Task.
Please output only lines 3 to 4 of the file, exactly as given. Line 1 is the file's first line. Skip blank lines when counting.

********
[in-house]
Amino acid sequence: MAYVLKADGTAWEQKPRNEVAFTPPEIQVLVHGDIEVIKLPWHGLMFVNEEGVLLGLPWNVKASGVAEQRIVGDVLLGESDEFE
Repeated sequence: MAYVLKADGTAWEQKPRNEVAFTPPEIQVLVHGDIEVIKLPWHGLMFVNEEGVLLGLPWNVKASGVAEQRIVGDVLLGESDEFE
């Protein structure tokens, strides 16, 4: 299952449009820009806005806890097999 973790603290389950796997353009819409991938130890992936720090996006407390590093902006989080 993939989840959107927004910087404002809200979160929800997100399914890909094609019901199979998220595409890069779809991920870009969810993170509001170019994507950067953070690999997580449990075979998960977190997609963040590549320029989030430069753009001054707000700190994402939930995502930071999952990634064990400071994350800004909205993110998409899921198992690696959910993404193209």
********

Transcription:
Repeated sequence: MAYVLKADGTAWEQKPRNEVAFTPPEIQVLVHGDIEVIKLPWHGLMFVNEEGVLLGLPWNVKASGVAEQRIVGDVLLGESDEFE
């Protein structure tokens, strides 16, 4: 299952449009820009806005806890097999 973790603290389950796997353009819409991938130890992936720090996006407390590093902006989080 993939989840959107927004910087404002809200979160929800997100399914890909094609019901199979998220595409890069779809991920870009969810993170509001170019994507950067953070690999997580449990075979998960977190997609963040590549320029989030430069753009001054707000700190994402939930995502930071999952990634064990400071994350800004909205993110998409899921198992690696959910993404193209």